"When you have something private to say, you can activate it in real time."
"Bracelet of Silence"
A team of computer science professors at the University of Chicago have invented a special bracelet that jams any nearby microphones, including the ones in smart speakers and assistants, The New York Times reports.
The admittedly chunky "bracelet of silence" features 24 speakers capable of emitting imperceptible ultrasonic signals. Any nearby microphones detect these high frequencies as static-like noise that drowns out any speech the wearer would like to keep private.
"It’s so easy to record these days," Pedro Lopes, assistant professor at the University of Chicago, who worked on the project, told the Times. "This is a useful defense. When you have something private to say, you can activate it in real time. When they play back the recording, the sound is going to be gone."
Smart speakers and their microphones have become ubiquitous over the last couple of years. According to National Public Media, 24 percent of US adults now have a smart speaker in their homes, choosing to hand their privacy to the likes of Amazon and Google.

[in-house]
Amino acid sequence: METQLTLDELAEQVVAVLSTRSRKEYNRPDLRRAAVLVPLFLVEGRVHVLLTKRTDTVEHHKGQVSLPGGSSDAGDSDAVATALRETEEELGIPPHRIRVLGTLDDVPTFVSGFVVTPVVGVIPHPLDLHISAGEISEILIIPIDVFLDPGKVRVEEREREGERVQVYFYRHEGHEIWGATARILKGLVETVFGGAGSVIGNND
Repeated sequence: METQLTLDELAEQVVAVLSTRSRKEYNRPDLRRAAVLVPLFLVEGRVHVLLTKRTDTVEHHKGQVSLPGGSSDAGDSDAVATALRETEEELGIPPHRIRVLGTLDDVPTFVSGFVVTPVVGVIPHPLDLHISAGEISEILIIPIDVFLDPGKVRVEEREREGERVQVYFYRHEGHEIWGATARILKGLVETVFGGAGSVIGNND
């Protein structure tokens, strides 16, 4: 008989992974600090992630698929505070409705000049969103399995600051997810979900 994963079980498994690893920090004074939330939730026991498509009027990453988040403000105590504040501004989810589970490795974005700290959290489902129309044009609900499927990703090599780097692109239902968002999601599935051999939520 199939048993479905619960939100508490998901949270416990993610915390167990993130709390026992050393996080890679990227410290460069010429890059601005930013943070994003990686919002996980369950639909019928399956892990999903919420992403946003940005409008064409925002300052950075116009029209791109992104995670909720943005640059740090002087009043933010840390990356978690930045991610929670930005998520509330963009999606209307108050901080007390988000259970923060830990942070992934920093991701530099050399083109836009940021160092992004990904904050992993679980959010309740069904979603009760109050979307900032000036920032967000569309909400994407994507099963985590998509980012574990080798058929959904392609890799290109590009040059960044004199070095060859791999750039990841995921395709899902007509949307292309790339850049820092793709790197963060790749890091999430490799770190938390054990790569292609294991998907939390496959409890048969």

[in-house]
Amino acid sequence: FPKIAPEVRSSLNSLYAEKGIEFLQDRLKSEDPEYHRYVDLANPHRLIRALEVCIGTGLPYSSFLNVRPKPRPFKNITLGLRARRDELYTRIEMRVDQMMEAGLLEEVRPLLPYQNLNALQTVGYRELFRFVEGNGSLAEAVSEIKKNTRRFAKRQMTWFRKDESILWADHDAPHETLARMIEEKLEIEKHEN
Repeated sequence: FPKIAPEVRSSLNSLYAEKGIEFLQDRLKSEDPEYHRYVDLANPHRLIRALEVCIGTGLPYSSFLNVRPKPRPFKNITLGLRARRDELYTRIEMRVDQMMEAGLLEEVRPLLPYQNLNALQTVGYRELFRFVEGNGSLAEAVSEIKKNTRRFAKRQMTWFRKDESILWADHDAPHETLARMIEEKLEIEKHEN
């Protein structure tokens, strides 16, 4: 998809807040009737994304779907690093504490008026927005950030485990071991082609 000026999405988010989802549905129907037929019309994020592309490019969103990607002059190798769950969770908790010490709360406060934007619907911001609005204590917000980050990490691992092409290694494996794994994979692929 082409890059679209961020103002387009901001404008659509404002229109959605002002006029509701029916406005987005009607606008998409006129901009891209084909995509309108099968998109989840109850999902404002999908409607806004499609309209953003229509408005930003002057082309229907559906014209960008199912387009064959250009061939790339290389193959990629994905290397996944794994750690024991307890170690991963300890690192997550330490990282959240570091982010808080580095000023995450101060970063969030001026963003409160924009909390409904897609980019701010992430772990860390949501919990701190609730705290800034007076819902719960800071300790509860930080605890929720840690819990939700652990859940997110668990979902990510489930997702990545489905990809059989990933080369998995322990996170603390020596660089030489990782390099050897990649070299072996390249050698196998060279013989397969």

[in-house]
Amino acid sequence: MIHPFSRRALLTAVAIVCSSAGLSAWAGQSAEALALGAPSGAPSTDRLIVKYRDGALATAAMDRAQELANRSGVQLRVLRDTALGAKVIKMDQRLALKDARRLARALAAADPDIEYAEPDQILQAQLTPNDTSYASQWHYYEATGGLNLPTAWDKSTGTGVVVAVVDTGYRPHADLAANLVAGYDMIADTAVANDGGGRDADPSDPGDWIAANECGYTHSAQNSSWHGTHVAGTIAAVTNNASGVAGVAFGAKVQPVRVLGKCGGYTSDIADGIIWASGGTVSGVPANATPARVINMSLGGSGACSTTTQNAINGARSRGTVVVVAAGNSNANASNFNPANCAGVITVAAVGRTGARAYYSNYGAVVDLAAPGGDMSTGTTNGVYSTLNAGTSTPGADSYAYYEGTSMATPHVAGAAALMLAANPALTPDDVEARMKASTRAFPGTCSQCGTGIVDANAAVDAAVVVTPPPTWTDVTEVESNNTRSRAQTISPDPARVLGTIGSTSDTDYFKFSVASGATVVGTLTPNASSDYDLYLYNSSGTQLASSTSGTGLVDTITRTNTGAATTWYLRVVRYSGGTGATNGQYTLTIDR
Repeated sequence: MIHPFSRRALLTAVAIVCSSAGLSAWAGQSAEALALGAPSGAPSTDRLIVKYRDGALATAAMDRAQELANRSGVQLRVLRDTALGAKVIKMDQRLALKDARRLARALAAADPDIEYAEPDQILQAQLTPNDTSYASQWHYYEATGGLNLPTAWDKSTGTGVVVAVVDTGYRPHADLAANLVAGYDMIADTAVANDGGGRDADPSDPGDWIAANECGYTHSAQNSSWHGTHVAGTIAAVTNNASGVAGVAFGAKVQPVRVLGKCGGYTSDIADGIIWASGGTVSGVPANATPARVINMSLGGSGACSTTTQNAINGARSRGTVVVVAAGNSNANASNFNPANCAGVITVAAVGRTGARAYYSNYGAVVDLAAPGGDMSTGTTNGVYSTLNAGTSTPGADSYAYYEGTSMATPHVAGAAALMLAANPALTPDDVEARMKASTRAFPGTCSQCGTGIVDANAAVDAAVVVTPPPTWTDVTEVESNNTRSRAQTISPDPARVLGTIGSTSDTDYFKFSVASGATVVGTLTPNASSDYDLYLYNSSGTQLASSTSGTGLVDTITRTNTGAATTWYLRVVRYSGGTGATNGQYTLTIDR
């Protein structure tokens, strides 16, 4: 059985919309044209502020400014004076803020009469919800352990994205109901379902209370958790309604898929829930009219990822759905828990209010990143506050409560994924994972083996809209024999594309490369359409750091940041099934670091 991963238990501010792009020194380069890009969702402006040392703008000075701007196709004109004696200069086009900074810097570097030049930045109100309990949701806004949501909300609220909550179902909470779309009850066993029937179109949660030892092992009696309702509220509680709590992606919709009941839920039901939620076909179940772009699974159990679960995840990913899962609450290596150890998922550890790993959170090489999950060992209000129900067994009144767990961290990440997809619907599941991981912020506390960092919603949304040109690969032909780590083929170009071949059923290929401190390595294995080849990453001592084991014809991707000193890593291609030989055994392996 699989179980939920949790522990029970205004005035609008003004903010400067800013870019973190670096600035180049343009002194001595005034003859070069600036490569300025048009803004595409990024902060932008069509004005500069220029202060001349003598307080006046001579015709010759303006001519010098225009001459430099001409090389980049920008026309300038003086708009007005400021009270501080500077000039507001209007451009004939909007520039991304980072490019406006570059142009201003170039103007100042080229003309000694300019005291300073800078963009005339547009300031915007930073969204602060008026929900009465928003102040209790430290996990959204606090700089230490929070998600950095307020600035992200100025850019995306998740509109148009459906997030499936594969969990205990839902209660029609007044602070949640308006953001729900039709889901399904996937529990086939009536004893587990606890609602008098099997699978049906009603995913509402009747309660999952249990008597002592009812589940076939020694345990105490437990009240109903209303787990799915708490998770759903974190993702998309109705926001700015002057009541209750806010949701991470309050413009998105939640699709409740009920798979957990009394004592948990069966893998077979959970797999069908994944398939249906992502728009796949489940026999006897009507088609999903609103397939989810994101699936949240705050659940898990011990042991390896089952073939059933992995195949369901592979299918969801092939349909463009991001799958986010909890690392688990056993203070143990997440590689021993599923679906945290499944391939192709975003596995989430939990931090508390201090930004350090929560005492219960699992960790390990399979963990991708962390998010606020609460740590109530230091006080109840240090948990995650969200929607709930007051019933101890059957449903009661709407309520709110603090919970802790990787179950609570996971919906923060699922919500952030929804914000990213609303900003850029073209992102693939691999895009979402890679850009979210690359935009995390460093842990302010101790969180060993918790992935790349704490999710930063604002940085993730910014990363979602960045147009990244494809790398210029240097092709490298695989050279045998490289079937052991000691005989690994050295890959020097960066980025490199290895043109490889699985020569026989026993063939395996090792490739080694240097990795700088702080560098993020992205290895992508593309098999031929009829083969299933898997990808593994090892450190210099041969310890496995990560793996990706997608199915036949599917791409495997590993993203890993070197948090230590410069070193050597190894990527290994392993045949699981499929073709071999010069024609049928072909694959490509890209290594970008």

For now, the cyberpunk bracelet remains to be a prototype. But according to the researchers, they could be manufactured for only $20.
"The future is to have all these devices around you, but you will have to assume they are potentially compromised," Ben Zhao, computer science professor at the University of Chicago who worked on the project, told NYT. "Your circle of trust will have to be much smaller, sometimes down to your actual body."
READ MORE: Activate This ‘Bracelet of Silence,’ and Alexa Can’t Eavesdrop [The New York Times]
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